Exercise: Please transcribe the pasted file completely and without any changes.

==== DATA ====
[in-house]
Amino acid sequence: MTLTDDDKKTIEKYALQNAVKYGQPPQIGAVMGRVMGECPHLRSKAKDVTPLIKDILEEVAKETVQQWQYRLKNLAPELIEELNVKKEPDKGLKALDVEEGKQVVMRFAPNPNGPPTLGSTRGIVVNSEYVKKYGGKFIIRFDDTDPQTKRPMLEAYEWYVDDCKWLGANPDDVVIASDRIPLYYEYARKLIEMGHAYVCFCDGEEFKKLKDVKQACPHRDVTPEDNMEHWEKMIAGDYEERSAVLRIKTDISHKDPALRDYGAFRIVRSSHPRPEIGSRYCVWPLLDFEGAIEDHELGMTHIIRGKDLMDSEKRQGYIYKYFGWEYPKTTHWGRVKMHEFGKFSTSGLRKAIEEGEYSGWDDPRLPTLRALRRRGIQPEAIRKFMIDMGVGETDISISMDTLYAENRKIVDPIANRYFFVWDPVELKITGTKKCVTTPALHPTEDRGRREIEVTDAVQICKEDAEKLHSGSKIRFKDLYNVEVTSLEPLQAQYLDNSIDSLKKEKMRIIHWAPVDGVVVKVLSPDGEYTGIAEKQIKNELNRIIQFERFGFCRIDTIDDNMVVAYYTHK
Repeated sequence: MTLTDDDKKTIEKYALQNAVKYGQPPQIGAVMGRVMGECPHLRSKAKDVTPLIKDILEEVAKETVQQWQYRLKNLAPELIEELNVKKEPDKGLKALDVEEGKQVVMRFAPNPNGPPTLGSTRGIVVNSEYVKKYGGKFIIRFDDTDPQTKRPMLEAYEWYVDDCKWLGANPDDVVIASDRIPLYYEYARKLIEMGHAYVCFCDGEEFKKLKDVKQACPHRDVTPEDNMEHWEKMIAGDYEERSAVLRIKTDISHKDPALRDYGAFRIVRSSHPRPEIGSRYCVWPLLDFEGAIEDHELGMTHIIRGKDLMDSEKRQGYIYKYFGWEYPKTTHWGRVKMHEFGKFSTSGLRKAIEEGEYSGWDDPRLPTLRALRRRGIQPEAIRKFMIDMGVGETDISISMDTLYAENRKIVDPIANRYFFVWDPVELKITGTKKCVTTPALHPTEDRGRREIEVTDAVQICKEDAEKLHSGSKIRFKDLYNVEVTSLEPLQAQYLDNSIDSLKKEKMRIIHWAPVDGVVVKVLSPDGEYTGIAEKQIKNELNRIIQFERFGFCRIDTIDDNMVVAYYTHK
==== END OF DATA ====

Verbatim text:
[in-house]
Amino acid sequence: MTLTDDDKKTIEKYALQNAVKYGQPPQIGAVMGRVMGECPHLRSKAKDVTPLIKDILEEVAKETVQQWQYRLKNLAPELIEELNVKKEPDKGLKALDVEEGKQVVMRFAPNPNGPPTLGSTRGIVVNSEYVKKYGGKFIIRFDDTDPQTKRPMLEAYEWYVDDCKWLGANPDDVVIASDRIPLYYEYARKLIEMGHAYVCFCDGEEFKKLKDVKQACPHRDVTPEDNMEHWEKMIAGDYEERSAVLRIKTDISHKDPALRDYGAFRIVRSSHPRPEIGSRYCVWPLLDFEGAIEDHELGMTHIIRGKDLMDSEKRQGYIYKYFGWEYPKTTHWGRVKMHEFGKFSTSGLRKAIEEGEYSGWDDPRLPTLRALRRRGIQPEAIRKFMIDMGVGETDISISMDTLYAENRKIVDPIANRYFFVWDPVELKITGTKKCVTTPALHPTEDRGRREIEVTDAVQICKEDAEKLHSGSKIRFKDLYNVEVTSLEPLQAQYLDNSIDSLKKEKMRIIHWAPVDGVVVKVLSPDGEYTGIAEKQIKNELNRIIQFERFGFCRIDTIDDNMVVAYYTHK
Repeated sequence: MTLTDDDKKTIEKYALQNAVKYGQPPQIGAVMGRVMGECPHLRSKAKDVTPLIKDILEEVAKETVQQWQYRLKNLAPELIEELNVKKEPDKGLKALDVEEGKQVVMRFAPNPNGPPTLGSTRGIVVNSEYVKKYGGKFIIRFDDTDPQTKRPMLEAYEWYVDDCKWLGANPDDVVIASDRIPLYYEYARKLIEMGHAYVCFCDGEEFKKLKDVKQACPHRDVTPEDNMEHWEKMIAGDYEERSAVLRIKTDISHKDPALRDYGAFRIVRSSHPRPEIGSRYCVWPLLDFEGAIEDHELGMTHIIRGKDLMDSEKRQGYIYKYFGWEYPKTTHWGRVKMHEFGKFSTSGLRKAIEEGEYSGWDDPRLPTLRALRRRGIQPEAIRKFMIDMGVGETDISISMDTLYAENRKIVDPIANRYFFVWDPVELKITGTKKCVTTPALHPTEDRGRREIEVTDAVQICKEDAEKLHSGSKIRFKDLYNVEVTSLEPLQAQYLDNSIDSLKKEKMRIIHWAPVDGVVVKVLSPDGEYTGIAEKQIKNELNRIIQFERFGFCRIDTIDDNMVVAYYTHK